Virtual Reality eye examinations
Eye examinations can provide important ‘early warning signs’ of many medical conditions but it can be a challenge for doctors to learn this procedure and find suitable patients to practice on. Computing experts from the University have devised an innovative solution to this problem by using Virtual Reality technologies.
Dr Andrew Sean Wilson and Jake O’Connor
School of Computing and Digital Technology
Eye examinations are an important method used to provide early diagnoses of underlying medical conditions such as haemorrhages, diabetes or raised intracranial pressure (potential brain damage). They require a doctor to use specialised equipment to shine a light directly into the eyes of a patient to look for potential problems in the back of their eye.
It can be difficult for trainee doctors to find patients to practice learning the specific examination procedures on, making it hard know what key indicators of health issues look like. If performed incorrectly, this type of examination can also cause discomfort for patients.
Aims of research
Dr Andrew Wilson from the University collaborated with doctors at City Hospital, where their medical director explained the challenges facing trainee doctors around their learning how to perform eye examinations.
The difficulties often come down to the fact that, while learning how to perform these eye examinations, they are unsure of the correct processes. They are unfamiliar with what the should be looking for in the eye and, if not trained correctly, patients can find themselves put through a level of discomfort. This means that many of those chosen to practice on were healthy colleagues, which makes it impossible to replicate the conditions needed to identify illnesses.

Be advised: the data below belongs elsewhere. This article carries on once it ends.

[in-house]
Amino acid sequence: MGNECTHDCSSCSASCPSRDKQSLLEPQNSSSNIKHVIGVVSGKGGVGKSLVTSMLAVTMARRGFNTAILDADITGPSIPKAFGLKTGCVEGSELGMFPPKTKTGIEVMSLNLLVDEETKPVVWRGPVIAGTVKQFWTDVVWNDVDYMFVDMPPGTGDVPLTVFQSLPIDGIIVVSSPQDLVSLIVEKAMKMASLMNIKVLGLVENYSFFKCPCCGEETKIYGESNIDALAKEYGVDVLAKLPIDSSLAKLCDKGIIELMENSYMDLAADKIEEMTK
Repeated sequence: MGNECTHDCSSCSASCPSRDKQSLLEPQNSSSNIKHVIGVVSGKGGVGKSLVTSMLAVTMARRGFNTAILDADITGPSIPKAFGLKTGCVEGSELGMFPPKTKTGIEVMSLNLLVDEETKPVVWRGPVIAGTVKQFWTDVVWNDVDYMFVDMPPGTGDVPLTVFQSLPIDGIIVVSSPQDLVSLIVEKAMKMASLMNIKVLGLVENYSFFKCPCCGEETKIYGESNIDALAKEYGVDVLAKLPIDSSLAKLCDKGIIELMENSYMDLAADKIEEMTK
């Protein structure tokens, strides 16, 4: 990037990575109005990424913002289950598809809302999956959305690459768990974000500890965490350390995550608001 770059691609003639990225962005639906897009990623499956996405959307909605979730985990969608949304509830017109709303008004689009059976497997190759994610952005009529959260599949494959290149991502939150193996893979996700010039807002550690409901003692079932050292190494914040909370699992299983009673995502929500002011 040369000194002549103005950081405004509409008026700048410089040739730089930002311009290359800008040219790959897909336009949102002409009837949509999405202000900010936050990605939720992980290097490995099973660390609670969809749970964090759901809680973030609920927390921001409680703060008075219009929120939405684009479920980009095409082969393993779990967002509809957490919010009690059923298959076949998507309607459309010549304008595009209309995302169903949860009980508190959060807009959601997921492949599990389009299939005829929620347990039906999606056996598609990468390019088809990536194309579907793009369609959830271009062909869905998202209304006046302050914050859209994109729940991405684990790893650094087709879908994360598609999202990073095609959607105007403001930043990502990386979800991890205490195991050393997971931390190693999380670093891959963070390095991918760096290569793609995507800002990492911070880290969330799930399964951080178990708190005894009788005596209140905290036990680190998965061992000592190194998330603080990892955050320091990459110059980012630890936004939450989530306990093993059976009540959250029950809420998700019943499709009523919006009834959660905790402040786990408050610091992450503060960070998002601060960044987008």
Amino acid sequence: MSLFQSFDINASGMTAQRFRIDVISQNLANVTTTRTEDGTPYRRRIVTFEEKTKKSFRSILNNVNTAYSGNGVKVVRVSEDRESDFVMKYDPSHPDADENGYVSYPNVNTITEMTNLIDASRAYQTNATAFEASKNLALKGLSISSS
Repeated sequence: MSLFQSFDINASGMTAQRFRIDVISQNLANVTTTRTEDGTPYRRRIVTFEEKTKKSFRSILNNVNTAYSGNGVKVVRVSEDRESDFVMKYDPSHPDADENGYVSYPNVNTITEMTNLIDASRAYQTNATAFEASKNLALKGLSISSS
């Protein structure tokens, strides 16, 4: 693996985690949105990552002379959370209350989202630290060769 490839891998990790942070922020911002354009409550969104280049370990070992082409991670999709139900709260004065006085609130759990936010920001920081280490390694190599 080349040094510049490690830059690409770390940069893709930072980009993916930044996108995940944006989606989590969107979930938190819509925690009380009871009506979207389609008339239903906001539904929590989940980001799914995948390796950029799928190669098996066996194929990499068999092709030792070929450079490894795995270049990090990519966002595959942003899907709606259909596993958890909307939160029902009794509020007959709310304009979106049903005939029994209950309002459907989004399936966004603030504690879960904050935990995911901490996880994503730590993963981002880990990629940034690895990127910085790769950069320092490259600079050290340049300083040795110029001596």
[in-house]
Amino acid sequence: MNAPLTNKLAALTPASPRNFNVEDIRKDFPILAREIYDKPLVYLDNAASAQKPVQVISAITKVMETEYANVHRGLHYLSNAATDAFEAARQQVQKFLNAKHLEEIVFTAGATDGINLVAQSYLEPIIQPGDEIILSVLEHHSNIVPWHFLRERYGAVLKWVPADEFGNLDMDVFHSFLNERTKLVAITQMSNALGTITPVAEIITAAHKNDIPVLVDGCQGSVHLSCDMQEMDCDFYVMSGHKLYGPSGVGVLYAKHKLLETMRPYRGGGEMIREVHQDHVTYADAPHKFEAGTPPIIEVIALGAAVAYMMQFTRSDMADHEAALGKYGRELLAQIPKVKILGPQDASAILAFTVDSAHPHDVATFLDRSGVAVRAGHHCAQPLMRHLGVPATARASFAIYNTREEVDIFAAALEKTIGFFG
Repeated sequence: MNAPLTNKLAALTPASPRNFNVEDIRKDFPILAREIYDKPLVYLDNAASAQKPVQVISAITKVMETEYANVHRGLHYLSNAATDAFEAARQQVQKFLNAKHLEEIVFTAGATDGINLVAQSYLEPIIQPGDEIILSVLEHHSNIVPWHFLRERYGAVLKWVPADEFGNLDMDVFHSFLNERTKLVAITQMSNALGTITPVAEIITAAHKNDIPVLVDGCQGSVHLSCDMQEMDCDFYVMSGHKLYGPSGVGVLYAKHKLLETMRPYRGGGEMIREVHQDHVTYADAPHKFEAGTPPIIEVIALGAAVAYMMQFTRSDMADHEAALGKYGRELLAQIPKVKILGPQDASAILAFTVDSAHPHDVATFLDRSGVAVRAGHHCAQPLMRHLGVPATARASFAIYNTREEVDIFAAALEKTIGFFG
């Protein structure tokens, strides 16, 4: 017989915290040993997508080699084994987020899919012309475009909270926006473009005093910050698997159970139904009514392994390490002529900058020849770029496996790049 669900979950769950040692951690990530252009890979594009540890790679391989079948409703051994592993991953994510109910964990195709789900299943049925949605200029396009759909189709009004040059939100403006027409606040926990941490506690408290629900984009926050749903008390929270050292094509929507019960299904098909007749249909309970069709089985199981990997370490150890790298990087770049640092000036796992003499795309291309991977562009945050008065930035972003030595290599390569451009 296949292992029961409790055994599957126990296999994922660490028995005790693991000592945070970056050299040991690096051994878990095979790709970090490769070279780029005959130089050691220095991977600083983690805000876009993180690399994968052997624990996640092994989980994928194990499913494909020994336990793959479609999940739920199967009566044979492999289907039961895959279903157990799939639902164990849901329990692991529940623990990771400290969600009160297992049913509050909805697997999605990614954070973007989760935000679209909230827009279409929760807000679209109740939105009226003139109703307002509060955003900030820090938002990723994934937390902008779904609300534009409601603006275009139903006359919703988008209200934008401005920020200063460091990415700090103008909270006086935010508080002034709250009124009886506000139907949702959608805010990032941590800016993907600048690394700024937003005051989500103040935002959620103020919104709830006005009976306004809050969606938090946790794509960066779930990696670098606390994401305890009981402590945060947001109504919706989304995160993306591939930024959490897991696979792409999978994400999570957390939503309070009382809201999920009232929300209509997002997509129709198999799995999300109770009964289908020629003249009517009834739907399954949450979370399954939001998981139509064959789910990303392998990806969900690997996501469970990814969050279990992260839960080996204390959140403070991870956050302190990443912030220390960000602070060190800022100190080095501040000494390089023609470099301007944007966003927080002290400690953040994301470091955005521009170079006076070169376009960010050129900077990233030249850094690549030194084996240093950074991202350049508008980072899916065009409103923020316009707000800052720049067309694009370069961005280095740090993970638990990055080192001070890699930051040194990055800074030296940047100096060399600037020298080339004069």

Method of research
Academics Dr Andrew Wilson and Jake O’Connor, from the School of Computing and Digital Technology, worked alongside doctors and medical students at Birmingham City Hospital to create the new system.
This innovative application uses a combination of both mobile phone and a virtual reality headset to show enhanced, close-up and moveable images of an eye’s interior to allow users to learn how to perform the correct systematic diagnostic procedures used when performing routine eye examinations.
This new innovative virtual reality tool allows medical students and trainee doctors to replicate eye examinations and learn first-hand how to diagnose hard-to-spot conditions which may otherwise go unnoticed. It provides the opportunity to use authentic clinical images, 360 views and descriptions from experts (ophthalmology) in the eye to teach how to replicate the conditions of a real-world examination instead of still photographs.
Currently the app is routinely used to support traditional teaching of medical education at Sandwell and West Birmingham Hospitals Trust, and medical professionals across Europe and as far away as South America and Indonesia are already making use of the application too.